Another probe carried out by Association of British Insurers (ABI) indicates the increasing tendency in filing forged insurance applications in 2014, which is 18% more than in 2013 (“Cutting corners to get”, 2015). These statistics demonstrate the seriousness of the issue and hence, needs to be handled strongly for reducing the losses caused by such deceitful actions.

Abdallah et al. (2016) has mentioned certain issues during identification of fraud cases in auto insurance. Firstly, the inappropriate depiction of data related to a claim makes the detection of fraudulent activities extremely difficult (Šubelj et al., 2011). In addition, it is to be noted that the number of illegitimate claims takes only a small portion in the total accidental claims. Thus, the detection of fraudulent cases becomes more challenging due to the presence of skewed class distribution (Jensen, 1997). Because, in terms of fraud detection, usually the genuine cases refer to the majority class sample and the forged instances depicts the minority class sample. Generally, most of the standard machine learning algorithms are biased towards the majority classes while ignoring the minority classes during classification of an imbalanced dataset. This leads to the achievement of high accuracy for major class points and poor performance for the minor class instances (Zhou and Liu, 2006). This results in building an ineffective classification model with imbalanced data (Chawla, 2003). According to Japkowicz (2003), the presence of small sized clusters, which cannot be classified accurately, greatly affect the performance of a classifier during the classification of an uneven dataset. Hence, the existence of these clusters is needed to be addressed effectively in order to reduce the data imbalance problem present in a dataset.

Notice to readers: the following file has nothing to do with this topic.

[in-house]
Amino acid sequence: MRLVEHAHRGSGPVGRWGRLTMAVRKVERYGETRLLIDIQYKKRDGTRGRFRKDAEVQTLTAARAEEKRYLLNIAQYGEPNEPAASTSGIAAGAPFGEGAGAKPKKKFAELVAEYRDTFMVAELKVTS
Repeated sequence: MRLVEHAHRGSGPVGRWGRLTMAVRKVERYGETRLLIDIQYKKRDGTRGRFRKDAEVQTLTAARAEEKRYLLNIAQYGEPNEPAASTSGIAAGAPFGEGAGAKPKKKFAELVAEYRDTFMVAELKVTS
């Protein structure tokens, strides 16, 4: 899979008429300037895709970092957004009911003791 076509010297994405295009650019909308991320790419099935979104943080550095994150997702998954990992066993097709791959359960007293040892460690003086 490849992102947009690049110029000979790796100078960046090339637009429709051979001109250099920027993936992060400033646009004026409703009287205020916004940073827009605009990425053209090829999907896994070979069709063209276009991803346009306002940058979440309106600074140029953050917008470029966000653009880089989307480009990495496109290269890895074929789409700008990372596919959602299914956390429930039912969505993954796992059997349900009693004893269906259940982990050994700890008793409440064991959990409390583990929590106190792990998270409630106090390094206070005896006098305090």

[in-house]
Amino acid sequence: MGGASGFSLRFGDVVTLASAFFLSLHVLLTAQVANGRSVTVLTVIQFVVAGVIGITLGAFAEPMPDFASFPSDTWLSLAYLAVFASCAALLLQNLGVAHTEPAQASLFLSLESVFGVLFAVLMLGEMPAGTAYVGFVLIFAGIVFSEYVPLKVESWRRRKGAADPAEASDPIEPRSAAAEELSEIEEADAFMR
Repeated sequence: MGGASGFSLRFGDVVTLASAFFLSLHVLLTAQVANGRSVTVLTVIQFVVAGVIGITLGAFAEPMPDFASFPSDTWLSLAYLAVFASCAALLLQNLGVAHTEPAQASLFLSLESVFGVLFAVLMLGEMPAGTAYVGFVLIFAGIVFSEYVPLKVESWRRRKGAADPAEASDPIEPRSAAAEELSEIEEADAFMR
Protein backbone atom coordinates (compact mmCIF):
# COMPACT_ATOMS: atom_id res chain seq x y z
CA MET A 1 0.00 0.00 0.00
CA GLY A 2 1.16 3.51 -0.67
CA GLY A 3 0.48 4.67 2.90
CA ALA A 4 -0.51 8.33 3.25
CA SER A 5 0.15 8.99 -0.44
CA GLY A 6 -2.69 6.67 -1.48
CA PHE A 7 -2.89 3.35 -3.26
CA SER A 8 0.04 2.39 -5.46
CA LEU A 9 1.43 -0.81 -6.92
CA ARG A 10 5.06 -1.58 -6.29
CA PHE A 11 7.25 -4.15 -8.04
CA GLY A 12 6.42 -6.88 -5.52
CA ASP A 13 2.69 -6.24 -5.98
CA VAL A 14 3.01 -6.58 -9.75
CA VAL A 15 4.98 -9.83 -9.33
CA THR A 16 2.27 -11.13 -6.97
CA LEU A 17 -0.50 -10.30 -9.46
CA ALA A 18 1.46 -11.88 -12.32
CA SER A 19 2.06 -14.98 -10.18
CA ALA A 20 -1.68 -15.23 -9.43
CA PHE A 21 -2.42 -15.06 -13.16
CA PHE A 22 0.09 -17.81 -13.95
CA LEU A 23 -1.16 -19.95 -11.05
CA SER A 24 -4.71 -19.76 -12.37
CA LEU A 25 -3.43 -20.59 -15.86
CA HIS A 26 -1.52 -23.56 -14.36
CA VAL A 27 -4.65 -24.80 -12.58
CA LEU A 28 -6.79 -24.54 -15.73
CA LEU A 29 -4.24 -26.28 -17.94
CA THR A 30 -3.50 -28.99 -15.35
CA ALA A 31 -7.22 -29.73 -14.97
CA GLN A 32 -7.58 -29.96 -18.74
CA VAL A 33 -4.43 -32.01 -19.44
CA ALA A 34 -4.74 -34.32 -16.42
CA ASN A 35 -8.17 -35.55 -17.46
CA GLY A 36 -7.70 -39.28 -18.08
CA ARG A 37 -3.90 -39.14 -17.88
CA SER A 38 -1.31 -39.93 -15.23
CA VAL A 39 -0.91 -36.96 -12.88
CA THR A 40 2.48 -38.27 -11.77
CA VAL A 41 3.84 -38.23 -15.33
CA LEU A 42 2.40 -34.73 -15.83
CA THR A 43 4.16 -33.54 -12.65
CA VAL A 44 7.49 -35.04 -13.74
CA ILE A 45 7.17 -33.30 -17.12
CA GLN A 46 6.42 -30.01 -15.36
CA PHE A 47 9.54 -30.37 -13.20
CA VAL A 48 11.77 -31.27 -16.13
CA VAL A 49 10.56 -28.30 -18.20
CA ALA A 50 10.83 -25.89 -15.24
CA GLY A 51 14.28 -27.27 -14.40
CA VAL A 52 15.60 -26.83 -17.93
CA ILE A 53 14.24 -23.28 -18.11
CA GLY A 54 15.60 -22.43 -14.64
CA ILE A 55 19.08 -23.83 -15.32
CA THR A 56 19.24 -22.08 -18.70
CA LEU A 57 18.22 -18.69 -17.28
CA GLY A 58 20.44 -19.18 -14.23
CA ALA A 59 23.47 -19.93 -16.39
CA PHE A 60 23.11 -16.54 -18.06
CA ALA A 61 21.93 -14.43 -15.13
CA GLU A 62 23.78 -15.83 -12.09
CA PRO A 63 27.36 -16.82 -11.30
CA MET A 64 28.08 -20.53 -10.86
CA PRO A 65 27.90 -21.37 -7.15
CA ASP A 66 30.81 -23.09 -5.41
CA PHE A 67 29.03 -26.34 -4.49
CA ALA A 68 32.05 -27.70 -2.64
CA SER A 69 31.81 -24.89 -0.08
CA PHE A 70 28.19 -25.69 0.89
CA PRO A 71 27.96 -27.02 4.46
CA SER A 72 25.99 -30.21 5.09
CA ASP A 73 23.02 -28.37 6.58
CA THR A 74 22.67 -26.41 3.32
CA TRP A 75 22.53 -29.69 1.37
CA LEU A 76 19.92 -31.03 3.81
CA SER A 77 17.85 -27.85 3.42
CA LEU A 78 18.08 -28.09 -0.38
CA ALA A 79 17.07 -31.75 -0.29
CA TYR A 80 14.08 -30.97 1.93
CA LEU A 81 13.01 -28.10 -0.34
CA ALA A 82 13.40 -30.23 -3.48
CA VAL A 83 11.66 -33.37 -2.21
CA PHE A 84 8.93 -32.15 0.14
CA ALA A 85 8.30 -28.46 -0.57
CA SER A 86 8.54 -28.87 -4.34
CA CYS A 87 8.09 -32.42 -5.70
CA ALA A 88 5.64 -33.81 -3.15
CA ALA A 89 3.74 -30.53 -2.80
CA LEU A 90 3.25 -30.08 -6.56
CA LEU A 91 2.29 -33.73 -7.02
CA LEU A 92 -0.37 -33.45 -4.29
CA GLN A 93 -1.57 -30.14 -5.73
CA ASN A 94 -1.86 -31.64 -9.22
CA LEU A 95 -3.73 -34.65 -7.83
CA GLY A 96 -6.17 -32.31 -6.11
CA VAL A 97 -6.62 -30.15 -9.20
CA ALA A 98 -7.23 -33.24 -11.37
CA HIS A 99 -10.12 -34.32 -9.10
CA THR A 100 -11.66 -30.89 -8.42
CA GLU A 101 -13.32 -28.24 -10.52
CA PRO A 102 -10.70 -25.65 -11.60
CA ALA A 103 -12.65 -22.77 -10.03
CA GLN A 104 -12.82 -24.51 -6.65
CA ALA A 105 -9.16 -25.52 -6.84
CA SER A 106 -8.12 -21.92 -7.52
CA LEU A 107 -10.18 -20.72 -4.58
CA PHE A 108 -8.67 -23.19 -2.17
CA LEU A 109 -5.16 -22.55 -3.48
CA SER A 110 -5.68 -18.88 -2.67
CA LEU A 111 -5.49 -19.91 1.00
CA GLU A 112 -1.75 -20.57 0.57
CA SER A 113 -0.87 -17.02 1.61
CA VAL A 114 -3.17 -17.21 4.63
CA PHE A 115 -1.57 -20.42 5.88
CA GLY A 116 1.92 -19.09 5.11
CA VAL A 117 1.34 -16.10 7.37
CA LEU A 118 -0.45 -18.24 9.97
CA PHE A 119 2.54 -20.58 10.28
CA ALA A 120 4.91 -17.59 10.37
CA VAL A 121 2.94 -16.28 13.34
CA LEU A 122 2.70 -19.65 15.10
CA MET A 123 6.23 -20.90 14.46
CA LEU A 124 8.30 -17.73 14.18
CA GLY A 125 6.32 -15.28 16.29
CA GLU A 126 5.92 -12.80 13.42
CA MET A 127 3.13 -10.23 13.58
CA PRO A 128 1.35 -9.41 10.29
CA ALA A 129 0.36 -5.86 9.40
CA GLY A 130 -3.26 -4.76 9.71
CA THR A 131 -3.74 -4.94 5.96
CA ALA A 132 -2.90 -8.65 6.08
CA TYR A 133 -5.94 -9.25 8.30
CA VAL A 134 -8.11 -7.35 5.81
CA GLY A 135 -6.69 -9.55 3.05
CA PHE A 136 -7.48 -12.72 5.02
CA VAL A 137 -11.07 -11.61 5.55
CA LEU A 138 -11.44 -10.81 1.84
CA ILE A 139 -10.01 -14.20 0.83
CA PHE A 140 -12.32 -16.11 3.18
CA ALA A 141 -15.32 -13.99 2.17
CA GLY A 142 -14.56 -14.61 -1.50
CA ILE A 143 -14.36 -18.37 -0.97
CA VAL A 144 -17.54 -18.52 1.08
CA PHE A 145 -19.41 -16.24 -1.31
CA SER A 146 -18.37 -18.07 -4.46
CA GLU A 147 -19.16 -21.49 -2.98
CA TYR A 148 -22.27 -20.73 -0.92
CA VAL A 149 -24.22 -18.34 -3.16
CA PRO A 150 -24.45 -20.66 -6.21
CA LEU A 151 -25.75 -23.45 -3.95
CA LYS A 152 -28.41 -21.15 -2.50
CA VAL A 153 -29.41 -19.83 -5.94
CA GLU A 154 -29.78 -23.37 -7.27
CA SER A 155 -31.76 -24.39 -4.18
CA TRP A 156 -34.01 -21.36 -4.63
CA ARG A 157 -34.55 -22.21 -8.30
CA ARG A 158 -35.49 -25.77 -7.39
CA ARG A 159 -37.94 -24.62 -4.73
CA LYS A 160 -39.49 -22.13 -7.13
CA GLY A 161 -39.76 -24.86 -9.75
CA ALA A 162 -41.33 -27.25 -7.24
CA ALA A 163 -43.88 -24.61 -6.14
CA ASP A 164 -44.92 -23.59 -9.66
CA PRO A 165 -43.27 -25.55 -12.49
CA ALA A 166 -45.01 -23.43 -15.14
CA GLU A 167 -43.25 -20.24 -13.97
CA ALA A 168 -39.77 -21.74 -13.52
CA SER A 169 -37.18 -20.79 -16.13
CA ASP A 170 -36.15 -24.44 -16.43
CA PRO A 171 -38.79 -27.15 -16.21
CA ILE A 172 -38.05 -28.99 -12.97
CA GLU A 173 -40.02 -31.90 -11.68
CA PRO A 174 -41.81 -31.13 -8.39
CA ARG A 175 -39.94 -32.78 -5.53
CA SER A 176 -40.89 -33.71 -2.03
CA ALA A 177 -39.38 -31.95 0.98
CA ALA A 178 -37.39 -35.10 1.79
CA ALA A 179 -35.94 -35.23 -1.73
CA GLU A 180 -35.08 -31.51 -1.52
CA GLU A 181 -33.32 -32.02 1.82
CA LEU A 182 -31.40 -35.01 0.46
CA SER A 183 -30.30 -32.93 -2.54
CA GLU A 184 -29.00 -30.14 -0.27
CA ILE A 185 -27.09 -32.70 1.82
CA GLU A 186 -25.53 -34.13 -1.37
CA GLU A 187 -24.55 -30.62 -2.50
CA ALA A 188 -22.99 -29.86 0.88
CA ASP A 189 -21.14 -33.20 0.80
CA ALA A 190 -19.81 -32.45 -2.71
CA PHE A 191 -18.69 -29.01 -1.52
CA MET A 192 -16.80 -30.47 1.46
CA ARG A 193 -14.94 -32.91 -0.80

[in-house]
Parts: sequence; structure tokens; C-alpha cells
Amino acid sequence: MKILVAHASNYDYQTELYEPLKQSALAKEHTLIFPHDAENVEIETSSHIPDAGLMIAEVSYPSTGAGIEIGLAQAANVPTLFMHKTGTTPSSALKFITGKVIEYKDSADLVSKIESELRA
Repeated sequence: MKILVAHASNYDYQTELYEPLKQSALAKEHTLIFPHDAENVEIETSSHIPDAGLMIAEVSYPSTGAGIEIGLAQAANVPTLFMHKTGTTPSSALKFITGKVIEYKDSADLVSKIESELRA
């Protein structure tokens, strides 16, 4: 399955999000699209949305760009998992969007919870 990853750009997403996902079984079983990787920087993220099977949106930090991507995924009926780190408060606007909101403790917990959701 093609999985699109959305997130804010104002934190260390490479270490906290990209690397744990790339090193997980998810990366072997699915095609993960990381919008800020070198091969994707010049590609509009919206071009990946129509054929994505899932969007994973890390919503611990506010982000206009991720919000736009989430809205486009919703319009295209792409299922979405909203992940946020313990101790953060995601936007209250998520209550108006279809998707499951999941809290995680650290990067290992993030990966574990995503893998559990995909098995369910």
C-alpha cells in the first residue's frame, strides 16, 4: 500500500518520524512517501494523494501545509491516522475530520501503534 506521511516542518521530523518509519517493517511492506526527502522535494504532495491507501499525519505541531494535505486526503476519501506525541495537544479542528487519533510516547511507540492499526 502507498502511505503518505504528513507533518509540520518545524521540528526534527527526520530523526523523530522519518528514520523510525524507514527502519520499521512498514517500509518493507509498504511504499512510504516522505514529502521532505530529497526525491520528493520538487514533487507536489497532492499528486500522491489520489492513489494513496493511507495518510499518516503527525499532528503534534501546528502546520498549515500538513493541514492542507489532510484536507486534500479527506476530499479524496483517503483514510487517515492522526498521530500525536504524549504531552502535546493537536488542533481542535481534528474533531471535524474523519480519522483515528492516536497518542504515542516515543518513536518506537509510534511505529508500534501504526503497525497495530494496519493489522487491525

Moreover, while using machine learning techniques on a dataset for classification propose, their success is always dependent on the representation of the data attributes as the efficiency of a classifier is affected by them (Xue et al., 2013). Furthermore, the selection of the most valuable features is relevant, since irrelevant attributes can mislead a classifier by affecting the suitable features. The basic concept behind feature selection is that it chooses a subset of attributes without modifying the original semantics, thus increasing the classifier performance (Saeys et al., 2007). A variety of feature selection techniques have been used for choosing the best attributes. However, most of them are affected by several issues like higher memory usage and high computational cost (Saeys et al., 2007). In order to handle this problem efficiently, various evolutionary algorithms based feature selection technique have been proposed.